"It didn't feel real until I was on my way to training camp," says the 34-year-old
athlete, who will prepare for the next few months with the goal of racing and becoming a pro road cyclist after August 1.
"I feel very accomplished, but I feel a lot of pressure from myself to push even harder," she tells CNN.
McGowan says it's her stubbornness that has pushed her to become the first Black American woman in pro cycling.
She comes from a long line of matriarchs, inheriting tenacity and grit from her grandmother, mother and older sister.
"I set my sights on something and wasn't willing to stop until I got it," she says as she remembers cycling on her grandparents' expansive land in Oglethorpe County, Georgia, following her grandmother as she rode on a Red Cruiser.
But it wasn't until her mid-twenties that she started seeing cycling as a competitive sport.
In 2010 McGowan graduated from Berklee College of Music, where her principal instrument was the violin. She became a music teacher, working at a daycare center in Brooklyn for five years and then teaching private music lessons.
McGowan had been commuting for about seven years before racing in 2014, making her debut at the Red Hook Crit Women's Field in Brooklyn.
That year she had her first win in the Category 4 race at the New York State Criterium Championships in White Plains.
"It was just a form of transportation, freedom and fun until that point. It still is, but now there's also that competitive aspect," she says.
Pushing for gender advocacy
The Union Cycliste Internationale (UCI) --- the sport's governing body — told CNN Sport it does not have a breakdown of the ethnicities of cyclists currently competing.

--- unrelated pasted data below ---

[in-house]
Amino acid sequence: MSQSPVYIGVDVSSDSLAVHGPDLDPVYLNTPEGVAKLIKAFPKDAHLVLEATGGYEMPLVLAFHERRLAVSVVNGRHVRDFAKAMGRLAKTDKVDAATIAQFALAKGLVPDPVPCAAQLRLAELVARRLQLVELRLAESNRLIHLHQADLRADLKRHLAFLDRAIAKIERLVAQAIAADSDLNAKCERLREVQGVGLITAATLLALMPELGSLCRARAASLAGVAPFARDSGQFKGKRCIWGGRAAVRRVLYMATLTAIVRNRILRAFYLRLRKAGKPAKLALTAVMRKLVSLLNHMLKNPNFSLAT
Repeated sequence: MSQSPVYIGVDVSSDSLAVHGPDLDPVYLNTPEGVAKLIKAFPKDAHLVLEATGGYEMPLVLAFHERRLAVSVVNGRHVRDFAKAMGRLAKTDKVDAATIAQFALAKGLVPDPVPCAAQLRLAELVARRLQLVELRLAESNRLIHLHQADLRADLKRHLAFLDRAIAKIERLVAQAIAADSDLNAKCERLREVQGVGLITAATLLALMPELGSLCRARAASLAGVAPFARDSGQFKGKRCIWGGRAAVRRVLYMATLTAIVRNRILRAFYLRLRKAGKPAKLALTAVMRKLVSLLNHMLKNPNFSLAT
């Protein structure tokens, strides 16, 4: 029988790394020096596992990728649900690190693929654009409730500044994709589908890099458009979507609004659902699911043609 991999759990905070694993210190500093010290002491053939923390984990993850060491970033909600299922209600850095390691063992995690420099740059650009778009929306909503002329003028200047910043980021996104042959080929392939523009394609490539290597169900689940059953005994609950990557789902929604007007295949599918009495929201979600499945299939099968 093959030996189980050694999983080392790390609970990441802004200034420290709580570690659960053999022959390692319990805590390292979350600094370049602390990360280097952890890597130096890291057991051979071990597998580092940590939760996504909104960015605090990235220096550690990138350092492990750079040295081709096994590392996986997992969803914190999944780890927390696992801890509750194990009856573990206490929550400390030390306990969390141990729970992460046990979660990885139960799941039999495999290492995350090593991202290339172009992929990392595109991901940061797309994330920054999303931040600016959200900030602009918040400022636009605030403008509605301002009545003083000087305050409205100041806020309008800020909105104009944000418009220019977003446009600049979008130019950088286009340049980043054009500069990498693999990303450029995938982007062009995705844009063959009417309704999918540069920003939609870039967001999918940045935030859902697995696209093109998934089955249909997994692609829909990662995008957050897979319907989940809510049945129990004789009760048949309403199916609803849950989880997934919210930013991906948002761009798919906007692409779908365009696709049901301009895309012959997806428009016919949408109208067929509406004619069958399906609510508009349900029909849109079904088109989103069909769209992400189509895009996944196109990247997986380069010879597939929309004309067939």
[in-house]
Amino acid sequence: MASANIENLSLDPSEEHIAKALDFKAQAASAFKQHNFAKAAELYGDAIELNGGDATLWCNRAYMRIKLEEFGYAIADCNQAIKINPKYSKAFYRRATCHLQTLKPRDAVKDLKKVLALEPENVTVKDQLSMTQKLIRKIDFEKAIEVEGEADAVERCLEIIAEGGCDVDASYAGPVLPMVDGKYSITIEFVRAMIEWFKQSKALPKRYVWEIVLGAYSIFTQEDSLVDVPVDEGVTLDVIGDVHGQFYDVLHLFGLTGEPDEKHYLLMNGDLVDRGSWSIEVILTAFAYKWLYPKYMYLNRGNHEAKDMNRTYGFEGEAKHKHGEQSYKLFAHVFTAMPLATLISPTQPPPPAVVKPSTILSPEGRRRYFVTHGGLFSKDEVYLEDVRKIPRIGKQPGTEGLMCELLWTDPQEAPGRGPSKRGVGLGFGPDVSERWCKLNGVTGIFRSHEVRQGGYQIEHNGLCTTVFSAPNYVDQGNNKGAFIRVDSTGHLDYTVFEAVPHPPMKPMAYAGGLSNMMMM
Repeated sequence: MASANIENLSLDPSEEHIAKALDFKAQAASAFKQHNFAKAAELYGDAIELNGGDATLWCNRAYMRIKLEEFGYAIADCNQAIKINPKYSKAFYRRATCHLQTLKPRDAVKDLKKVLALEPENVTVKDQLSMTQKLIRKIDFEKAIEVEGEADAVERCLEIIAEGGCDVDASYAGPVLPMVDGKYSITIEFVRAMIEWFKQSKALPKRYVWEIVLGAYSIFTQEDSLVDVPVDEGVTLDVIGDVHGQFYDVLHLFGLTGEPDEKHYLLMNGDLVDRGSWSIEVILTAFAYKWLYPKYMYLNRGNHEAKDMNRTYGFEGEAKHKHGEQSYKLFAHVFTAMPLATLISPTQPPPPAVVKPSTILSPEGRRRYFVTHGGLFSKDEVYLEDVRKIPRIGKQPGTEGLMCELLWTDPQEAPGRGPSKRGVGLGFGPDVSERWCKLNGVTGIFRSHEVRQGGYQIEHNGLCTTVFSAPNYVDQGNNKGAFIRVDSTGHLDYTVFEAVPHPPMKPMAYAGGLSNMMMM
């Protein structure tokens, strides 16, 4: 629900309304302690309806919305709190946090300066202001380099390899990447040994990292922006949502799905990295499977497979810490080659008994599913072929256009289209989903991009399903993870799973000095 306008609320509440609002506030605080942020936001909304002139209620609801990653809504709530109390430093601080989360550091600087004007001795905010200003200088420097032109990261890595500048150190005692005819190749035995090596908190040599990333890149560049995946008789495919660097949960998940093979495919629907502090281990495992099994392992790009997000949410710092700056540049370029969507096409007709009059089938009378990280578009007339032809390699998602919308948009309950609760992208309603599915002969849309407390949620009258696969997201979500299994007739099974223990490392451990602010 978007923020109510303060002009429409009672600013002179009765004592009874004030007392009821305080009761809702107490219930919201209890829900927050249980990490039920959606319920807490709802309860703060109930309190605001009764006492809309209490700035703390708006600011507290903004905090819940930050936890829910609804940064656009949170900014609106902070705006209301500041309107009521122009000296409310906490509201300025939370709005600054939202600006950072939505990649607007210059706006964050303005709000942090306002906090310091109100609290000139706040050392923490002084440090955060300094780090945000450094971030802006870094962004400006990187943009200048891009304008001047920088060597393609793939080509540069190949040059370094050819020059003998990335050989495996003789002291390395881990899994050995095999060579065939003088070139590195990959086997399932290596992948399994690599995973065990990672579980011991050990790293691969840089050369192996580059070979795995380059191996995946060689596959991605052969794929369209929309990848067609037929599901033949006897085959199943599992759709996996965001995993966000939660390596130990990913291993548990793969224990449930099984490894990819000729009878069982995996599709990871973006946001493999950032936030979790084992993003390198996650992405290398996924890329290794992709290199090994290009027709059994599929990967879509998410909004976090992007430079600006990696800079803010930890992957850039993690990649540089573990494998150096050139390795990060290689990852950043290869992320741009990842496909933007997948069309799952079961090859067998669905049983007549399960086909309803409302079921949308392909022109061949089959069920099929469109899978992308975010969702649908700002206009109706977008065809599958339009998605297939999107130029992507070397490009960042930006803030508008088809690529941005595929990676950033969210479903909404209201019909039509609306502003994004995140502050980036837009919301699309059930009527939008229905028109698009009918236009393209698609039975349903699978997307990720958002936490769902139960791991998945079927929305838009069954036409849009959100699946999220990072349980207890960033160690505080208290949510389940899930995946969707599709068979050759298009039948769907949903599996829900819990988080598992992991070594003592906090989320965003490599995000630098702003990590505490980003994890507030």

However, the UCI said in 2019 it allocated a global amount of six million Swiss francs ($6.5 million) to push for diversity in cycling worldwide.
The UCI also highlighted that Teniel Campbell will ride for the UCI Women's outfit Team BikeExchange from Australia, as she follows in the footsteps of Daniel Teklehaimanot, Stefany Hernandez and Guo Shuang among others.
Perhaps it's no surprise that McGowan is riding for the Liv team. Bonnie Tu, who is the founder of the women's cycling brand at Liv Cycling and Giant Group chairperson, has spoken of her dream "to encourage more women in the cycling industry and to encourage more women to cycle."
Despite industry-led efforts to encourage greater global participation in the sport, McGowan quickly became aware of bike racing's gender disparities when she started cycling. She explains that her interest and push for gender advocacy is because it aligns with her values.
In 2015, McGowan started A Quick Brown Fox, an online blog where she encourages more women and ethnic minority people to engage with the sport. Three years later she made the decision to fully commit to supporting herself via advocacy work and training.
Since then she has garnered nearly 40,000 followers on Twitter and Instagram combined, facilitating conversations about race, racism and sexism in the world of cycling and beyond.
As she recently wrote
in an essay for the US-based cycling firm SRAM, "You can't fight for women and not fight for Black women, trans women, disabled women, or any of the other intersections where any one who identifies as a woman resides."
McGowan has used her platform to create a space where people from marginalized backgrounds can exist in their fullest capacity, without minimizing parts of their identity.
"Growing up people of color are taught to diminish ourselves to make other people feel comfortable, and that feels very unnecessary to me," she tells CNN.
"I don't think I was ever in a place where I didn't see myself as a Black person. It was ingrained in my family, we have very strong roots and a lot of pride in who we are," she adds.
The limits of representation
In McGowan's home state of Georgia, Stacey Abrams' efforts